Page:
Best practices are called so because they have been proven to get results. But knowing that there are LOTS of them, is it realistic to ask that a teacher to have every possible best practice in every one of their lessons? No! It’s possible, yes, but definitely not realistic to ask of a teacher. Teachers need to figure out which best practices work for them and get the best results for their class and focus on those! However, in my opinion, there are a few best practices needed in every lesson, no matter what! Today, let’s break down that list of must have best practices and talk about why they are non-negotiable.
#1 Best Practice – Always have an objective
Objectives are the goal of the lesson or what you’re focusing on. It’s very important for students to know and understand specifically what I’m focusing on when teaching. The more specific you can get with your objective, the better. I also try to make sure my objective is written out visually and stated to them verbally throughout the lesson. Even having students state the objective with you to get them more involved helps too! Another reason an objective is so important is that it creates a muscle memory connection of actually DOING the activity along with the objective itself. So as students are practicing the content and hearing the objective being stated – they are connecting the two together in hopes that when they hear those words (objective) again they will remember how to complete the problem or questions from before. Many times teachers assume that students know what they are practicing on – stop assuming and focus on having a specific objective for every lesson!
#2 Best Practice – Always have an anchor chart
Whether it’s something you created in 5 minutes with clipart from Google or something you took time on and used your beautiful lettering skills (jealous!) – have some sort of visual or anchor chart for every lesson that you do! You are going to reach more students who have different learning styles by doing so. Also having an anchor chart helps students anchor their learning to the chart itself. Best practice is to make the anchor chart WITH your students, but I know that that’s not always an option. An anchor chart helps create a visual reminder for whatever the content is and the more you use it with your students and refer to it throughout your lesson, it’s engraining the content and learning in their minds in hopes that when they aren’t near the anchor chart but discussing the content, the visual is engrained in their minds to use in the future!
#3 Best Practice – Model during your lessons
By modeling I mean that you are completing a problem or a question from beginning until end for your students without their help. Make sure you’re not having your students help you during the model. Students need to hear your thinking to solve the problem or question from the beginning until the end to know what they should be doing when solving the problem on their own. All of the questions and interactions in the middle hurts their understanding the concept and puts it into pieces. You can break it down later, but when modeling at the beginning it needs to be uninterrupted modeling. Ask yourself questions out loud so the students know what kinds of questions to be asking themselves when they are solving independently.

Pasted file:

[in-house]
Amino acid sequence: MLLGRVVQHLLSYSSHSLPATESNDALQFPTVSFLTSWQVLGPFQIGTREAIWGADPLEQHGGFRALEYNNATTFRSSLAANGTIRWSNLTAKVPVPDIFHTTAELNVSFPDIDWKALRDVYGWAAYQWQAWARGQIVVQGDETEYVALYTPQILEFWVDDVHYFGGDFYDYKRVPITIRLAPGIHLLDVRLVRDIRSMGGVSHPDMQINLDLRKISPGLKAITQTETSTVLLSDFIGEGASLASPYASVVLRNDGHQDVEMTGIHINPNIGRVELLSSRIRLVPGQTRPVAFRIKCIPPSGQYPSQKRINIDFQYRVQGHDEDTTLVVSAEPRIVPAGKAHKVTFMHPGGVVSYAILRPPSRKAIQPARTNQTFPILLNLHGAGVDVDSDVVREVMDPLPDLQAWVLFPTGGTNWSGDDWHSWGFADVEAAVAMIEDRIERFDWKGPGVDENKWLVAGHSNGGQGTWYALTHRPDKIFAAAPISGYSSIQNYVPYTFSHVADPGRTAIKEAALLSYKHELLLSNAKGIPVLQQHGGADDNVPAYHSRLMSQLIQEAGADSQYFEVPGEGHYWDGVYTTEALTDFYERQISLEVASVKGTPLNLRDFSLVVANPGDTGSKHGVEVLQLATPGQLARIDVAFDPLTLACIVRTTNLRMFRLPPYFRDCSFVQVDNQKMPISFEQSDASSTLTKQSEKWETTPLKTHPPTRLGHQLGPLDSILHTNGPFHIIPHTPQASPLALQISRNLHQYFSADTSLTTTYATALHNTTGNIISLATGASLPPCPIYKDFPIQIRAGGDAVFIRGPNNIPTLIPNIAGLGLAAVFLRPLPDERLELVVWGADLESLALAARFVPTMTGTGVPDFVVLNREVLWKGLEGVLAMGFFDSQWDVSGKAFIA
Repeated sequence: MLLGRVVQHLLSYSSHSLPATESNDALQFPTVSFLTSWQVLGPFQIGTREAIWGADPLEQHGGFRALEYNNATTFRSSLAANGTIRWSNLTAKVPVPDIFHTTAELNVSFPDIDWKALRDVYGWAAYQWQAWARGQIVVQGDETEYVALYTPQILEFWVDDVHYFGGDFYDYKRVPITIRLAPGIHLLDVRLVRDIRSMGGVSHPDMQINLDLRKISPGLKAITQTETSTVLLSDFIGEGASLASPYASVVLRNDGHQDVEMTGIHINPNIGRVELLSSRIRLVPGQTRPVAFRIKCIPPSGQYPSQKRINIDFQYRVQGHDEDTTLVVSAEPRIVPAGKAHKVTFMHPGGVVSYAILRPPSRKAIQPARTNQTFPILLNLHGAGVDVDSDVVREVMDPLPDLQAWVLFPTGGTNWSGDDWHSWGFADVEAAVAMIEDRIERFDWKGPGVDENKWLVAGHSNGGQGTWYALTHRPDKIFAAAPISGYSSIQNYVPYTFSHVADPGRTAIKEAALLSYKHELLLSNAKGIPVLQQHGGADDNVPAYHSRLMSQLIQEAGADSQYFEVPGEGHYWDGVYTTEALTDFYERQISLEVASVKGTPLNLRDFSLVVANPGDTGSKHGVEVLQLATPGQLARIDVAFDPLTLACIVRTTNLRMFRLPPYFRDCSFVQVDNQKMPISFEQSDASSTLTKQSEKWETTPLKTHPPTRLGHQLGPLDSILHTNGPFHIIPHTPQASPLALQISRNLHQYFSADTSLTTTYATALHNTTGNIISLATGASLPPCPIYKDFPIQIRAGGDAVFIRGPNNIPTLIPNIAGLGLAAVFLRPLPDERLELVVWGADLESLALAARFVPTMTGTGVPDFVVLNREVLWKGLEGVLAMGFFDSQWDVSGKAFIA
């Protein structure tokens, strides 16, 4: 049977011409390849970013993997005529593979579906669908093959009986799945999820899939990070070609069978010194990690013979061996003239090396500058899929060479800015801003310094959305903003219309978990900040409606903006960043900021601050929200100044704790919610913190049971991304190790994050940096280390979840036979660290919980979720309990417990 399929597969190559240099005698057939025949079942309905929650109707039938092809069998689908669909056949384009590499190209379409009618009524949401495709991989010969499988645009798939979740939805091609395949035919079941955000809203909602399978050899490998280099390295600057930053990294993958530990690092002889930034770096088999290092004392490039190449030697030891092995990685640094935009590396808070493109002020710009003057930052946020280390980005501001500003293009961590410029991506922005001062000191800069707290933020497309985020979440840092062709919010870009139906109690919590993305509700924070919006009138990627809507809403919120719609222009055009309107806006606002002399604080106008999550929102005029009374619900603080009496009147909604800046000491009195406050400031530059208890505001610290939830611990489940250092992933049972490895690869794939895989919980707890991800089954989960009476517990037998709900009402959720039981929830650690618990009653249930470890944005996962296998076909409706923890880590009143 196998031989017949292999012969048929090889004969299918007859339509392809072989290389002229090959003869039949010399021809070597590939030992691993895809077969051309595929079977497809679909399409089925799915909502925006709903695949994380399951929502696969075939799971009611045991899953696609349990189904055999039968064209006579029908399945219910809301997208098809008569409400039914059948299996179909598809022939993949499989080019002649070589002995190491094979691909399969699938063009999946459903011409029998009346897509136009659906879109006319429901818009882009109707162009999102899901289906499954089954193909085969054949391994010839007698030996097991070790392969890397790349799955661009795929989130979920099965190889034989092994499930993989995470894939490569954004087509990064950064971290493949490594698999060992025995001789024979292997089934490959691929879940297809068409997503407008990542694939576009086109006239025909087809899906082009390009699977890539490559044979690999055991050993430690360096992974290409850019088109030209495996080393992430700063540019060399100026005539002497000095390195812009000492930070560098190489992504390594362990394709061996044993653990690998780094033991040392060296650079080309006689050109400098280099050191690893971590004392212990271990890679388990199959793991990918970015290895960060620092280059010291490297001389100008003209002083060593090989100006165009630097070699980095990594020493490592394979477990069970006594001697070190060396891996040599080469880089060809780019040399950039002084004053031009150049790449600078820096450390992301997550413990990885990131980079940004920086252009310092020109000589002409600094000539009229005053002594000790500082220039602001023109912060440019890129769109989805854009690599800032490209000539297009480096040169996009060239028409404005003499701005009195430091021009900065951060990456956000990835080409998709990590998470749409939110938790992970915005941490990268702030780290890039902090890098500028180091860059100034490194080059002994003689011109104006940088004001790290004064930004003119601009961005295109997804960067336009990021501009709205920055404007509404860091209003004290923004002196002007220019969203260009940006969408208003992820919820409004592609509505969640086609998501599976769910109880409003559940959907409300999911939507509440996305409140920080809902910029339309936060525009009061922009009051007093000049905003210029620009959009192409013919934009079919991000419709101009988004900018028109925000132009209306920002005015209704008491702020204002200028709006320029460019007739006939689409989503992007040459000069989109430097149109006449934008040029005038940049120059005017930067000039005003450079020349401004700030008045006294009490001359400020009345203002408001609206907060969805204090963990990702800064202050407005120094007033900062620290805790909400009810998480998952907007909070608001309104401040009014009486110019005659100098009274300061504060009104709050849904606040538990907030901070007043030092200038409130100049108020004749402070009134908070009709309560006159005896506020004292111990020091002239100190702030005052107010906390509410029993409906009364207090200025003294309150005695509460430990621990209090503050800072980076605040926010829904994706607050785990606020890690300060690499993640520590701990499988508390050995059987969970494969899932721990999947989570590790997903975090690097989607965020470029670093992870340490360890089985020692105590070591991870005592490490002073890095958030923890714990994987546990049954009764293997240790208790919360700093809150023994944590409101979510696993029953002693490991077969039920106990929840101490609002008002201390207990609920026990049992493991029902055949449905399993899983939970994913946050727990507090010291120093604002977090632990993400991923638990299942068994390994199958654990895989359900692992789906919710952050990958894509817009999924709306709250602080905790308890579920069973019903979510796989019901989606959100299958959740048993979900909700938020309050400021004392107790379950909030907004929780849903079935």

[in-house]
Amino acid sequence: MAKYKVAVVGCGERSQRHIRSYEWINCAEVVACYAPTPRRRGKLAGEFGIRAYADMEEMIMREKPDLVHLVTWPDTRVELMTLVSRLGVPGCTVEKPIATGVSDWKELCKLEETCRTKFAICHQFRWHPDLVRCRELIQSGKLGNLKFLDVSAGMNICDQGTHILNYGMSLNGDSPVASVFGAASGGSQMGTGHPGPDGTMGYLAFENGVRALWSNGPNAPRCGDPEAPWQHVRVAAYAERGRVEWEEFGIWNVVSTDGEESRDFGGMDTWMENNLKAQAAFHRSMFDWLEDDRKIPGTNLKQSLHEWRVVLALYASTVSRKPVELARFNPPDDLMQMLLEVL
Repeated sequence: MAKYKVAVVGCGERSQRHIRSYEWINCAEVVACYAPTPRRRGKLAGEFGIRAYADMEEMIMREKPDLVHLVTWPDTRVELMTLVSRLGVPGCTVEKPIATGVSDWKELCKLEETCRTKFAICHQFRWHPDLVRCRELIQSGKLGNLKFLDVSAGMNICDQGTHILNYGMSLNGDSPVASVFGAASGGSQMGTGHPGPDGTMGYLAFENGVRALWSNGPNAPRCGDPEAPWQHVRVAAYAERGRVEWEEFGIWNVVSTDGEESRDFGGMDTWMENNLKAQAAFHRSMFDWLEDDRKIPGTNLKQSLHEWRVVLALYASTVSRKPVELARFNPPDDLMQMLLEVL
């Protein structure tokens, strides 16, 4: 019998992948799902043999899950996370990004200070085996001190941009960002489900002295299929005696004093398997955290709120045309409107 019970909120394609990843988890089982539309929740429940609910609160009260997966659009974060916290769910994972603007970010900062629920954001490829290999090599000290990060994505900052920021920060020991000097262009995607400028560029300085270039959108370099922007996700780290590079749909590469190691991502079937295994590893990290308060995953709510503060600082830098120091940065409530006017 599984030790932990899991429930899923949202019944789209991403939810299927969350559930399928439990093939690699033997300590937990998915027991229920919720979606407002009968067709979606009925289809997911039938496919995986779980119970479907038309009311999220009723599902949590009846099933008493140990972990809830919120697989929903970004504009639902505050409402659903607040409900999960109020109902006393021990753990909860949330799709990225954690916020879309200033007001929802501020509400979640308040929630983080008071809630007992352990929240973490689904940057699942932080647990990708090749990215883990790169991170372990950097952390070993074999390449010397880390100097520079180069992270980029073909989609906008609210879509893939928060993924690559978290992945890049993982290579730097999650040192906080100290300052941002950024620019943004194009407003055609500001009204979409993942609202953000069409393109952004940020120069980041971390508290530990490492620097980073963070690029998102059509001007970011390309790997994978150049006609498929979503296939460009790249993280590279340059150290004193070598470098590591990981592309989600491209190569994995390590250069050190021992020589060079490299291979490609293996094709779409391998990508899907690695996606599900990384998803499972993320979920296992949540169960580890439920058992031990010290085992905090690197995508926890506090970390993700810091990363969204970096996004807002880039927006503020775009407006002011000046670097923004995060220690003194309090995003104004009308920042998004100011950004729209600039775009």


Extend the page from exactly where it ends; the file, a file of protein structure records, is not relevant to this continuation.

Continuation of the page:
Overwhelmed by which best practices there are and where to start? Download this amazing and *F*R*E*E* list of best practices and start by checking off what you’re already strong at. Then look at what’s left and you know what you can focus on and where you can grow! This comprehensive list of best practice is great to keep when lesson planning and use to think about how to best reach your students!
#4 Best Practice – Collaboration
In every lesson, there needs to be an opportunity to collaborate with other students, not just with the teacher. This needs to be MORE than just a turn and talk! At the end of a lesson if you can stop and ask yourself “Did I talk more than the students?” and if you answered ‘Yes’ to that – there’s a problem! We need to make sure they are talking more than us! We need to make sure we are giving them the opportunity to have time to process the content and their thinking without the teacher being involved. When you’re allowing them time to collaborate with one another then they are being time to process. Whatever guided practice or independent work they are doing, just make sure they have time to talk and process with others! Need help getting your students to collaborate? I have an amazing post all about building a culture of collaboration!
#5 Best Practice – Make sure you have an exit ticket
Having an exit ticket is CRUCIAL! If you do a lesson and don’t collect data at the end of that lesson – then why did you teach the lesson in the first place? You need to make sure that at some point you’re collecting data from your lesson. It can be as simple as having them whisper an answer to you, write on a post it note, have a 1/4 sheet of paper ready with 1-2 questions. No more than 3-4 questions tops! Make sure you have SOMETHING! When you do that you’re getting that data from your students, you have grouping strategies you can use, you know what misconceptions your students having and where to go on your next lesson. There are so many amazing ways to use exit tickets and their data! These are so powerful and we need to be utilizing that power in the best way possible!